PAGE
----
‘Let’s educate ourselves’: Filipinos can stream martial law-themed films on 48th anniversary of declaration

September 21, 2020 - 12:56 PM
Daang Dokyu
Screenshot of a Facebook post by Daang Dokyu promoting "Marcos: A Malignant Spirit," an ABS-CBN documentary about Martial Law. (Screengrab by Interaksyon)

Filipinos were urged to watch documentaries that shed light on the darkest period of contemporary Philippine history as the nation remembers late president Ferdinand Marcos Sr.‘s declaration of Martial Law 48 years ago.

Free documentaries about Martial Law and its aftermath is currently streaming at Daang Dokyu‘s website up to Monday midnight which includes ABS-CBN’s documentary, “Marcos: A Malignant Spirit.”

Others are Ramona Diaz‘s “Imelda,” Kiri Dalena‘s “Alunsina,” Nettie Wild‘s “A Rustling of Leaves: Inside the Philippine Revolution” and Lito Tiongson’s “Mendiola Massacre.”

The Martial Law-themed documentaries, according to the festival organizers, is for Filipinos “not just to remember the past” but to also serve as “a statement of the future.”

“Our generation now has been witnessing the erosion of our freedoms, unbelievable abuses of power, and a growing confusion about the future,” Jewel Maranan, one of the festival organizers, was quoted as saying.

“We think documentaries can help make up our minds about the lessons already learned, mistakes we shouldn’t repeat, and what we shouldn’t allow again to be done to us as a people,” she added.

“Marcos: A Malignant Spirit” is a 1986 documentary hosted by Angelo Castro Jr. which contains rare footage and recorded conversations looking into “the inhumane manner in which Marcos and his henchmen systematically drained the economy.”

“Imelda” offers an intimate glimpse of Marcos’ widow, former first lady Imelda Marcos and her “obsession with power” as she rises from being a beauty queen to being the “Iron Butterfly” of the Philippines.

“A Rustling of Leaves: Inside the Philippine Revolution,” meanwhile, is a documentary by an acclaimed Canadian filmmaker that tackles revolutionaries and leftists after the Martial Law era.

“Mendiola Massacre” is a newsreel of the massacre that happened in the Mendiola Bridge in Manila were farmers and civilians died in a protest action for genuine agrarian reform on January 22, 1987.

“Alunsina” is a documentation of the struggles of children and families in an urban settlement severely affected by the current administration’s War on Drugs campaign.

The documentaries are part of the film festival’s opening week from September 19-21, 2020. The festival will be up to November 5, 2020.

Daang Dokyu celebrates the hundred years since the country had started to capture in film stories about Filipinos. It features documentaries from politics to culture and the arts.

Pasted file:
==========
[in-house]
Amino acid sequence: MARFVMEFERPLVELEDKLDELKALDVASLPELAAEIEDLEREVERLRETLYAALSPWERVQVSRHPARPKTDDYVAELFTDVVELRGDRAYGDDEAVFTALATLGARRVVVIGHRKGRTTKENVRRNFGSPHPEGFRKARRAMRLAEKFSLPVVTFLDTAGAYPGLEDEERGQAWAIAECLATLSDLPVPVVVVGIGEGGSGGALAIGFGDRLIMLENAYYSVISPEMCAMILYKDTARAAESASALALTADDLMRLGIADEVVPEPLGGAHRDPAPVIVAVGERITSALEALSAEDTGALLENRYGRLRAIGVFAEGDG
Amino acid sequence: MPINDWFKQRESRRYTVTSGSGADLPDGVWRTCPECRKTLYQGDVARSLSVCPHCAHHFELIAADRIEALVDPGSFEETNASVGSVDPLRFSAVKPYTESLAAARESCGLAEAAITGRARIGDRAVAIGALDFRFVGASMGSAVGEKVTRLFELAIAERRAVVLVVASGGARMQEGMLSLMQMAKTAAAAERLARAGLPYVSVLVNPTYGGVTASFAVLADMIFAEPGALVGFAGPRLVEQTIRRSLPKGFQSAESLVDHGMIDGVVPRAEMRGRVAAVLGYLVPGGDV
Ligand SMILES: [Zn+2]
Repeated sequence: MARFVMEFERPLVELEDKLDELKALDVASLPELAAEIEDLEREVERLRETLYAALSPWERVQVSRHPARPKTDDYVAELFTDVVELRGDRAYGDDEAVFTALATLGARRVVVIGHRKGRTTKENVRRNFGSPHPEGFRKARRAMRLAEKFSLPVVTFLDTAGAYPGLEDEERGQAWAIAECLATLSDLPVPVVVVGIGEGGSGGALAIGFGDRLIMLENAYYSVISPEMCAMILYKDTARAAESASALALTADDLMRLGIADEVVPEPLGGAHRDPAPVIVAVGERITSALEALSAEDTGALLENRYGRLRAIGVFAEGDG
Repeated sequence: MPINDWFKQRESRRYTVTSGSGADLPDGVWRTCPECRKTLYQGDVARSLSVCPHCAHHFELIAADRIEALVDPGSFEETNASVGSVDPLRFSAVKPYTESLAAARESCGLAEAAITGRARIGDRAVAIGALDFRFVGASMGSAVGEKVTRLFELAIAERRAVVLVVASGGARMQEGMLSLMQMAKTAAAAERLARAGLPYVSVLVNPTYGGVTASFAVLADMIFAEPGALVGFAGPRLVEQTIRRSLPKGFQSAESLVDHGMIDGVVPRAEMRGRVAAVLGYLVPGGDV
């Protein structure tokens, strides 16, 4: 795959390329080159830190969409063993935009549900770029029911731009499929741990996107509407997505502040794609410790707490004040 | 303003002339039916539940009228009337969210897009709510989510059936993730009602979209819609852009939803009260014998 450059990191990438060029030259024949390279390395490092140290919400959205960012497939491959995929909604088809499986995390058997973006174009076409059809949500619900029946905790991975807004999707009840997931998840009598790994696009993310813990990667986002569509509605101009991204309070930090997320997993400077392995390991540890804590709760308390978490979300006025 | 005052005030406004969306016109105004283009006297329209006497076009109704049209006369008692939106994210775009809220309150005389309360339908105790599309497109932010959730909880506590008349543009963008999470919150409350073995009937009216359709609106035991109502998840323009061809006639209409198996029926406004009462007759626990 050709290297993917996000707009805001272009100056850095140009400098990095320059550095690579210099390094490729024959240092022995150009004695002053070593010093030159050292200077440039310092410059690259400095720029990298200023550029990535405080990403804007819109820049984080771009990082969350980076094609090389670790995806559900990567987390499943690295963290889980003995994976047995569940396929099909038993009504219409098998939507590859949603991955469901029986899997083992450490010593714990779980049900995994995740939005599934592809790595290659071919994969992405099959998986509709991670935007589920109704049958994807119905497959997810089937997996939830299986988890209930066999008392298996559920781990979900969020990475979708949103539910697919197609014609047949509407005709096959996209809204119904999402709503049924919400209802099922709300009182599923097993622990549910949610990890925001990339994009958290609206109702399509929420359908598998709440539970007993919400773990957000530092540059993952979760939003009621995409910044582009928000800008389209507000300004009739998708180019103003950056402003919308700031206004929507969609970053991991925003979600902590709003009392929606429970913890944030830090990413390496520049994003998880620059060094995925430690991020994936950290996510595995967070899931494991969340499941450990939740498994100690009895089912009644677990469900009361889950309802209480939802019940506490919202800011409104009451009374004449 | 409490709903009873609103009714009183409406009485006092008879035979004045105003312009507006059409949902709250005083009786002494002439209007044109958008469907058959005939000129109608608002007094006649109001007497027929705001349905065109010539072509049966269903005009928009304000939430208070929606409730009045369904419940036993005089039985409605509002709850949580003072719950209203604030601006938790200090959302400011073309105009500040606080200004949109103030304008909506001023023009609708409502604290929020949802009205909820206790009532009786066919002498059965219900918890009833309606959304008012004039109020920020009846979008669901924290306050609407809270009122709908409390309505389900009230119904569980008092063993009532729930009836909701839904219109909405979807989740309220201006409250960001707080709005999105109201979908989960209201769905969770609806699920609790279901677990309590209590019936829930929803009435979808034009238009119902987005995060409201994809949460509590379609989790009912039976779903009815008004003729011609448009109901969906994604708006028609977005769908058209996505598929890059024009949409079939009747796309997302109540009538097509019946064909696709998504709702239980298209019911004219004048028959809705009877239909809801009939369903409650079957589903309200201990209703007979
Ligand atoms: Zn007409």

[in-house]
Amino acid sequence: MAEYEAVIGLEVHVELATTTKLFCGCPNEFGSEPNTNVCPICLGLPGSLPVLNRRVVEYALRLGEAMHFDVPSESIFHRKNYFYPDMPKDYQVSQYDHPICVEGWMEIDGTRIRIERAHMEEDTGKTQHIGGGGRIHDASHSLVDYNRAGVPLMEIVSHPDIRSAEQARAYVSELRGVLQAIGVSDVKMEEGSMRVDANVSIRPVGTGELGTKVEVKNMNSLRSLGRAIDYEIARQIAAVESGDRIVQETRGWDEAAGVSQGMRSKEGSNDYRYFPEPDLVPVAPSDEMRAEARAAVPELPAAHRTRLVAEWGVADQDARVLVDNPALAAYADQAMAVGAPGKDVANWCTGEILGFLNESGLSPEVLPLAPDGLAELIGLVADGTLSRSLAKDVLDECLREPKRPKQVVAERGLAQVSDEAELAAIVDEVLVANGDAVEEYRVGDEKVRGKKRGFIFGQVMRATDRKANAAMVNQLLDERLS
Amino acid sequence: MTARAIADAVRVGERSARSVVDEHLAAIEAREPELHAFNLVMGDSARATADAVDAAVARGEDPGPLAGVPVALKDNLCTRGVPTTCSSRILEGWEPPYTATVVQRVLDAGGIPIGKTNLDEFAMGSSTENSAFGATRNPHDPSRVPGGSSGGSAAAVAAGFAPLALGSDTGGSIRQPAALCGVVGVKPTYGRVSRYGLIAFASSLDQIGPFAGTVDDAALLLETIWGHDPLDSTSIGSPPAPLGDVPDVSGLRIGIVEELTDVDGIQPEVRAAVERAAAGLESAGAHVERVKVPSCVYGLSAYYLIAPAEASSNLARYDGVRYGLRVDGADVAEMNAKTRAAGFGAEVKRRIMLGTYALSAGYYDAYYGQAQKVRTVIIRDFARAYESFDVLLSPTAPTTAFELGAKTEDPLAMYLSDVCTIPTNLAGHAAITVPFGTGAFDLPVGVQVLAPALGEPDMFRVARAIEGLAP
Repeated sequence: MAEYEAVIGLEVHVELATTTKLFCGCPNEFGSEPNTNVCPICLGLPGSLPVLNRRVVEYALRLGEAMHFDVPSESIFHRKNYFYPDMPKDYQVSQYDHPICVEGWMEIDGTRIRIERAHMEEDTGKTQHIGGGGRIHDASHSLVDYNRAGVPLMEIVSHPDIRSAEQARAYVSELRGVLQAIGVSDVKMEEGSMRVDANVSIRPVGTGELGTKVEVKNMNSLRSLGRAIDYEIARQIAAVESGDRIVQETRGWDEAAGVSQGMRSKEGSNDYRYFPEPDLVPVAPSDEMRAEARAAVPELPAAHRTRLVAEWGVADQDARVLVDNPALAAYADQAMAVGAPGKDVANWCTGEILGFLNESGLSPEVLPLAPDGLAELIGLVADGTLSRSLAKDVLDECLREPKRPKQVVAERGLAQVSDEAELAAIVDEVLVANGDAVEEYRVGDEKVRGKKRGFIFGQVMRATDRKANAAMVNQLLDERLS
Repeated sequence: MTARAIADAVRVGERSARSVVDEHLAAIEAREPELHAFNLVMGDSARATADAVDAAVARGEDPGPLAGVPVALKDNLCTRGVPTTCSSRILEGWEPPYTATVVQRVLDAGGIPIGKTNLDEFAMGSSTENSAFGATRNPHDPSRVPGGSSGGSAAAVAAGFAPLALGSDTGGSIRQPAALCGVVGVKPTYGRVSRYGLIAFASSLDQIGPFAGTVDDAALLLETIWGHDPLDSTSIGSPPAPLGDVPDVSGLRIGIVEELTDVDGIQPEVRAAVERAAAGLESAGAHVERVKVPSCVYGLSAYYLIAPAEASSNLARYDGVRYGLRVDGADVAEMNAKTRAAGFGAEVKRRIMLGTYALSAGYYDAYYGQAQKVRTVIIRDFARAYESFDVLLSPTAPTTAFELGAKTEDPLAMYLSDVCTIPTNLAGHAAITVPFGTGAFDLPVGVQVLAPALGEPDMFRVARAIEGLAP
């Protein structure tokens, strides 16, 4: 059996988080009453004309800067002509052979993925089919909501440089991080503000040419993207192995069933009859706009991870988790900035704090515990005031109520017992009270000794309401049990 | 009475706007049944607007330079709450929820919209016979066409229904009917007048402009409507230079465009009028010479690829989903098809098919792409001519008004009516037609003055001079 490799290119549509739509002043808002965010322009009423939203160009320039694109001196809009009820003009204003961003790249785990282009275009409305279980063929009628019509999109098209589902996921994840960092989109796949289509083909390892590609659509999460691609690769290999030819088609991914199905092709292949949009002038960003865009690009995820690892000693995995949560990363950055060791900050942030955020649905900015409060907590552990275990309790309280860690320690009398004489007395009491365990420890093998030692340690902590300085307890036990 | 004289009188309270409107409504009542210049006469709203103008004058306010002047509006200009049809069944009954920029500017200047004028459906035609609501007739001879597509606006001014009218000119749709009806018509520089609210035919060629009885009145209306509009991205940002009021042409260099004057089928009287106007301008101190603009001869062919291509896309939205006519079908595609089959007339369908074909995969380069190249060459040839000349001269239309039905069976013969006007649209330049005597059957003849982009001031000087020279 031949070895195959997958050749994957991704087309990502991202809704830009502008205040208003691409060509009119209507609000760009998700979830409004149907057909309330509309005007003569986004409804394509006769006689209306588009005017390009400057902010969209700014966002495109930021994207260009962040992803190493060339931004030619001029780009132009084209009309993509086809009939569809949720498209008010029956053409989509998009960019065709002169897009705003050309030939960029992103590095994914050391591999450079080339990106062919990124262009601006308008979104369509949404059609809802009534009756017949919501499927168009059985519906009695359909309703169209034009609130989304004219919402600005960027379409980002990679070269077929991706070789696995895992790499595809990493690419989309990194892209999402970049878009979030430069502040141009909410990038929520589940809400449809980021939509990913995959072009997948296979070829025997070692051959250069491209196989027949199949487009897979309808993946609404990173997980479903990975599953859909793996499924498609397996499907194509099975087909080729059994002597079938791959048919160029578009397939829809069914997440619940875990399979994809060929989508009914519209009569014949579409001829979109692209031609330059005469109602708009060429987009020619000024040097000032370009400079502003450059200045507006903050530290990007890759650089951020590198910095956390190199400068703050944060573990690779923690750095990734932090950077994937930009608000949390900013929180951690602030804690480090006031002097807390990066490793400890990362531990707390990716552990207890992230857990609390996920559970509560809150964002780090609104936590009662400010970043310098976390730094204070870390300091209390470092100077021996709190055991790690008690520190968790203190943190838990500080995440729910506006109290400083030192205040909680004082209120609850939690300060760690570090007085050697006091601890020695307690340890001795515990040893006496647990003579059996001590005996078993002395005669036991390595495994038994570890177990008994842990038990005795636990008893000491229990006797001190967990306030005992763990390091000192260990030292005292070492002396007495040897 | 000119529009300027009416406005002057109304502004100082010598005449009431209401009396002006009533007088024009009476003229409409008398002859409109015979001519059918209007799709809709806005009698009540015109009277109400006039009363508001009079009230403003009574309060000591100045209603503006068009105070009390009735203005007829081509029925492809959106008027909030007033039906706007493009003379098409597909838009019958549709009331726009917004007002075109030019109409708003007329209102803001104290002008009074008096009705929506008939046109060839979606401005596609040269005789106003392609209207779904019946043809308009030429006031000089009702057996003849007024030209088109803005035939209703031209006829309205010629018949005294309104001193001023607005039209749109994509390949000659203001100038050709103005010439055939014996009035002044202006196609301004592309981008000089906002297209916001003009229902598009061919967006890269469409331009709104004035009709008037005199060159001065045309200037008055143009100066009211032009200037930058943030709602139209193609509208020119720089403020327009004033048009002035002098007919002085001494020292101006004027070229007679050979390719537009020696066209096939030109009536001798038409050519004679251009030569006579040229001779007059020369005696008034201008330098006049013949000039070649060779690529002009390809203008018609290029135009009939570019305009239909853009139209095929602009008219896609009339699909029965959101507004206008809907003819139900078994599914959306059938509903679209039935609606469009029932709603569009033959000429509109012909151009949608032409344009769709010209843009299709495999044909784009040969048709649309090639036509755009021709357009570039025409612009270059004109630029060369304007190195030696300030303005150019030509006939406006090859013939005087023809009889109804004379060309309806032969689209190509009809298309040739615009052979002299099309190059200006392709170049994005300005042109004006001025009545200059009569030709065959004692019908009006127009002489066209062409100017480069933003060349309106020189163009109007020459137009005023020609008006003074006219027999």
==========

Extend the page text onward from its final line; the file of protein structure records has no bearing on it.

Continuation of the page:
In view of this, Filipinos urged their citizens to stream the documentaries as the country observes the 48th year of Marcos’ declaration of Martial Law.

A Twitter user claiming to be half-Filipino and half-Persian shared some screenshots of ABS-CBN’s documentary along with the hashtags “#NeverForget” and “#NeverAgain.”

Another Twitter user discouraged Filipinos from visiting Manila Bay to have a glimpse of the artificial white sands by DENR and urged them to watch the documentaries about Martial Law instead.

“Anyway, imbes na magpunta kayo sa ‘beach,’ nood na lang kayo dito. https://daangdokyu.com/watchnow/ No face mask/face shield required,” the online user wrote with a retweet of a news outlet’s infographic about the period.

“If you wanna watch some docu films about Martial Law, these films are still available until tonight 11:59 p.m. Support Daang Dokyu Festival. They are screening 5 martial law docu films. Let’s educate ourselves mga kapitbahay!” exclaimed another Filipino.

Significance of September 21

Sept. 21, 1972 is the date that Marcos placed the Philippines under Martial Law under Proclamation No. 1081 in a supposed bid to fight communist rebellion and allegedly restore order.

The period, which lasted for 14 years, saw the curtailment of civil liberties, extrajudicial killings and unsolved disappearances, media oppression and economic recession, among others.


London-based human rights organization Amnesty International said that “some 70,000 people were imprisoned and 34,000 were tortured; over 3,200 people were killed” from 1972 to 1981, during the years that Martial Law was imposed.

The period resulted in an “era of impunity” where activists, human rights defenders and mere civilians were arrested with the suspension of the writ of habeas corpus by emboldened uniformed personnel.

It also saw the nation mired with debt, which happened in part due to “a pattern of chronic borrowing, devaluation of the peso which bloated prices of goods, and reckless spending” of the regime.

“Income distribution also worsened during Martial Law, with the poorest segment of society seeing a decline in their share of the total income between 1971 and 1979. The richest 10 percent, on the other hand, enjoyed a much larger piece of the pie,” Philstar’s NewsLab reported.